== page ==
We decided to try our hand at homemade pizza for the first time last night. Technically we’ve tried it before, with a semi-cheating type of dough that doesn’t have to rise, and although it turned out fine, it wasn’t the delicious thin-crusted awesomeness we were going for, so this was our first, honest-to-goodness, let the dough rise properly under a damp cloth attempt.
We opted for a recipe out of our favourite Jamie Oliver cookbook. He’s never steered us wrong yet, and the recipe looked simple enough. Jamie went so far as to call it ‘fool-proof”. Jamie’s never met us though.
At one point in the recipe, the instructions tell you to put the flour and sifted salt mixture on your worksurface, and then make a well in the middle, into which you’ll pour your wet ingredients (mixed with the yeast). I read and re-read the instructions to make absolutely sure I was reading it correctly, and that we were not in fact supposed to be doing this in a bowl. We were apprehensive about this step from the beginning, but as aforementioned – Jamie’s never steered us wrong yet, and Jamie said it was foolproof.
So we followed the directions to the letter.
And this is what happened:
(Chris would like to point out that he is only wearing this apron because a more manly alternative wasn’t available and it was an emergency)
Need a close-up on that? Here you go:
In summary, while pouring the liquid ingredients into the ‘flour well’, the flour wall sprung a leak, and what started out as a tiny dribble of leaking olive oil, yeast, and lukewarm water quickly turned to disaster. The flour wall collapsed, the liquid ingredients got completely out of hand, and before we knew it, we had an unusable mess covering our counter, floor, stovetop, and somehow, most of the pots and pans inside the cupboard below.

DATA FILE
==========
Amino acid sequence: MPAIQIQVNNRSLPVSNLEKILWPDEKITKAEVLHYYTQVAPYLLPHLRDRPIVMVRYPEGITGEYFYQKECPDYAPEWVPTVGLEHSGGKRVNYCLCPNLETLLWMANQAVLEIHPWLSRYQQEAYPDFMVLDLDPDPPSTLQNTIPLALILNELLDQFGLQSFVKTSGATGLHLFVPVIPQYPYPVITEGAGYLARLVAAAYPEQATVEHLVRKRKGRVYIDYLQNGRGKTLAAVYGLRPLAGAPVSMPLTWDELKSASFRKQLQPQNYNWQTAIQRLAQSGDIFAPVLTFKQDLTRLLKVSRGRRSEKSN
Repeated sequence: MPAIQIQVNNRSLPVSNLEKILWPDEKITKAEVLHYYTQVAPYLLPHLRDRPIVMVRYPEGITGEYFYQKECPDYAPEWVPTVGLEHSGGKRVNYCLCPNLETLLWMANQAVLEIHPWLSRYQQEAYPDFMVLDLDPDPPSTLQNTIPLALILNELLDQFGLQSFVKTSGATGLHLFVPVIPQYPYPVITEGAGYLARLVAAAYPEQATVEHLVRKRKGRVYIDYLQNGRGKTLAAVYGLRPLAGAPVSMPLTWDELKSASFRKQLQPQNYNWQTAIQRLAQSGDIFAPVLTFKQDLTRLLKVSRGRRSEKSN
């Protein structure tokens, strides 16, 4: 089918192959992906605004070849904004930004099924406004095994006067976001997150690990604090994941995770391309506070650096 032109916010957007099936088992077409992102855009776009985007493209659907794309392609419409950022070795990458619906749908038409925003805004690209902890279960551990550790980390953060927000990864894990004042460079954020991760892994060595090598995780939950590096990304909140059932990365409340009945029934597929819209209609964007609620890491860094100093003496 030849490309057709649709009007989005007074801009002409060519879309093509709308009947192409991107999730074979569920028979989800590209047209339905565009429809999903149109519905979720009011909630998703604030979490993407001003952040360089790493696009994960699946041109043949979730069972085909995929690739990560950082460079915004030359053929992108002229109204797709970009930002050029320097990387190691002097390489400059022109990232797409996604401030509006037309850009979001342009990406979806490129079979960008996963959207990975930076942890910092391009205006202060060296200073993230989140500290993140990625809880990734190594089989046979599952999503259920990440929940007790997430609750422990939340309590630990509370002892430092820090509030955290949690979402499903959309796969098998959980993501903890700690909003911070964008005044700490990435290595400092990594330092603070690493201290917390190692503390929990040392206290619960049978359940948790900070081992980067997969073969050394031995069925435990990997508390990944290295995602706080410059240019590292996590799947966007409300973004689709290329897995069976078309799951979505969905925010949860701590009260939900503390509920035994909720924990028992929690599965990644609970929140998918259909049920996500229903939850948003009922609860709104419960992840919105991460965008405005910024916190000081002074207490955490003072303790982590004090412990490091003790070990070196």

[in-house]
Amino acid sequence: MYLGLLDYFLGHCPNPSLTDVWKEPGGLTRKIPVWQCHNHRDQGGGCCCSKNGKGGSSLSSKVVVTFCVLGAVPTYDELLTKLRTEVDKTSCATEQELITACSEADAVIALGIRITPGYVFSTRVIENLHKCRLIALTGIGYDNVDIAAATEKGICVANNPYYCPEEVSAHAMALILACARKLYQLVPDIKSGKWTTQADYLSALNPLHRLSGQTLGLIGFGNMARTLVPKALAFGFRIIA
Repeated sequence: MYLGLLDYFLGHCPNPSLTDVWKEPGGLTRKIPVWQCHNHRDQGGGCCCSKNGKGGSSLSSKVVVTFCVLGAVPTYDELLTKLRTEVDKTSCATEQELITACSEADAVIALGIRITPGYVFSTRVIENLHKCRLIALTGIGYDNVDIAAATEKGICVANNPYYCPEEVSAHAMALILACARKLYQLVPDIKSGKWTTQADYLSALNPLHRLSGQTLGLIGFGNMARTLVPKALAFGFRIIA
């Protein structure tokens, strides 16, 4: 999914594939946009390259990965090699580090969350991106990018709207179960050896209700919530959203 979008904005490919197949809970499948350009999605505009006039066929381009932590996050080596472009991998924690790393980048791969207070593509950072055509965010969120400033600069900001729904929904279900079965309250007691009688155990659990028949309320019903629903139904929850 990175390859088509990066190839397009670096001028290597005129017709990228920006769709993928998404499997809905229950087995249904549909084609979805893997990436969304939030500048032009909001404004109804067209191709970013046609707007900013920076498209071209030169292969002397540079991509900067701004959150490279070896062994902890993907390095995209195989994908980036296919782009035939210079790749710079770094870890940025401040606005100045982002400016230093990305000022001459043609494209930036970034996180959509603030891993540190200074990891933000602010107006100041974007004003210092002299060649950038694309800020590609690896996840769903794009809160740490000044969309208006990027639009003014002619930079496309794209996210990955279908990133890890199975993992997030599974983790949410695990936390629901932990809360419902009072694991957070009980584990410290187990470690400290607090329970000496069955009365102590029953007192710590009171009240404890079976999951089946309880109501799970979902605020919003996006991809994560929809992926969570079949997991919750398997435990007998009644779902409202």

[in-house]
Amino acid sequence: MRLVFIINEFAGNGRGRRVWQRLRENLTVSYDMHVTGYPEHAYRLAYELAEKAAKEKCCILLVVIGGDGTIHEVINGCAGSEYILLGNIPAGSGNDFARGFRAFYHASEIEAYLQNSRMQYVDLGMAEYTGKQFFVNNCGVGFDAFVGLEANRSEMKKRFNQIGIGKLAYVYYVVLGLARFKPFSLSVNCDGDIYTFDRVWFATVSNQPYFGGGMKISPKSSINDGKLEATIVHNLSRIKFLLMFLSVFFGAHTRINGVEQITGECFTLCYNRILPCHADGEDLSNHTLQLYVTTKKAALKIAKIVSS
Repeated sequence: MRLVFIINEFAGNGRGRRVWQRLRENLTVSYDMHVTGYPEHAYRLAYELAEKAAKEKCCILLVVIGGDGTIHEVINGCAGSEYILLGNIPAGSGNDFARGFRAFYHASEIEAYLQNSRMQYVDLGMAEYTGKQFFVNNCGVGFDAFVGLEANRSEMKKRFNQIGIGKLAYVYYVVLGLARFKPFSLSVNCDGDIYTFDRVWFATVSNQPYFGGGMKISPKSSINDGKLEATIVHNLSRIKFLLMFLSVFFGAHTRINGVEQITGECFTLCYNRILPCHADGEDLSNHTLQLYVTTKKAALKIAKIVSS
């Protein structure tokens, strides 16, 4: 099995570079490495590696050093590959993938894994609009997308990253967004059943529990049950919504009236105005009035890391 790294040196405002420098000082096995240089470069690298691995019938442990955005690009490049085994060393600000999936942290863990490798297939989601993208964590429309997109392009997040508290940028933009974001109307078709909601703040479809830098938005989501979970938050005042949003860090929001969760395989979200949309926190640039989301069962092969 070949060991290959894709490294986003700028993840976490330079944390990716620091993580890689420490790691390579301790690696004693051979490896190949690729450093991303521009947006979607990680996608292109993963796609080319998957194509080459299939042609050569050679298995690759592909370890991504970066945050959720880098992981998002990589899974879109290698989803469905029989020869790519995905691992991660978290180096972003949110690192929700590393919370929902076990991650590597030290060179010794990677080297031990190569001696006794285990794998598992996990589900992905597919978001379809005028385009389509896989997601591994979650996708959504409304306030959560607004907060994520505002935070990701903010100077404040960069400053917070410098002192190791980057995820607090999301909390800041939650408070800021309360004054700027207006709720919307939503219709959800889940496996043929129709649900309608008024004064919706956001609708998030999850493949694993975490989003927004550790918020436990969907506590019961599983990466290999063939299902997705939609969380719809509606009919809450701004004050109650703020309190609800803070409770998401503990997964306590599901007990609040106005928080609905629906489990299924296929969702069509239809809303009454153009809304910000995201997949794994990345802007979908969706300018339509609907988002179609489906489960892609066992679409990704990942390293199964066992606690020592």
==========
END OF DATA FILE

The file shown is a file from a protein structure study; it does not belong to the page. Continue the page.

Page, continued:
To add insult to injury, this happened about 5 minutes after we discussed how convenient it was that we had just enough flour and yeast in the house to complete the recipe.
Hence, a trip to the grocery store was in order before we could try again. We also had to buy a mop, as this incident quickly reminded us that we don’t yet have one.
We quickly got back to work upon our return, this time throwing Mr. Oliver’s advice aside, and making the dough in a bowl, rather than on the counter. This was significantly safer, and resulted in a lovely, smooth, elastic dough, which smelled quite delicious, even while raw.
This new and improved delicious and edible dough turned into a much more satisfactory end-product, which looked something like this (before it was cooked):
(Those who know me will know that a pizza with this many toppings can’t possibly be mine. I like the simple approach, so mine had proscuitto, pineapple, and lots of mozzarella. Chris’ on the other hand had essentially everything else we had in the fridge, and even a couple of things he found in the freezer)
The end result was absolutely delicious, so we’re calling this project a success. In declaring it a success, we’re choosing to ignore the fact that we started cooking at 4:30 and didn’t manage to produce anything edible til 9.